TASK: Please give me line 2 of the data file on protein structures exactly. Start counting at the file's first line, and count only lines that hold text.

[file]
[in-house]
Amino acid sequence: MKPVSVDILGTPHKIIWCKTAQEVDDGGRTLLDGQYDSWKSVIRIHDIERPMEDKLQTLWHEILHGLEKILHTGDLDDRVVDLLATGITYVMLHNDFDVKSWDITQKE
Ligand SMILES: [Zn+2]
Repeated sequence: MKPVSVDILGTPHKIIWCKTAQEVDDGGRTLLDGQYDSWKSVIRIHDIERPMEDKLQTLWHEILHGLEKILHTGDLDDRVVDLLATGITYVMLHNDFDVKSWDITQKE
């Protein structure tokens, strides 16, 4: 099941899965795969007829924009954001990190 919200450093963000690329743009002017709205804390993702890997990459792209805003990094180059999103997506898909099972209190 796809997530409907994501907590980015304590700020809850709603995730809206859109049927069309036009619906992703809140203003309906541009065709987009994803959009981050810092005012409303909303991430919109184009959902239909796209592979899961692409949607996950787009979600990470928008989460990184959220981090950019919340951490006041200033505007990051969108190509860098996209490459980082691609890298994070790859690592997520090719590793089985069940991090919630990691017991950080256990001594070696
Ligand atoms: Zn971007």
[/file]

Amino acid sequence: MKPVSVDILGTPHKIIWCKTAQEVDDGGRTLLDGQYDSWKSVIRIHDIERPMEDKLQTLWHEILHGLEKILHTGDLDDRVVDLLATGITYVMLHNDFDVKSWDITQKE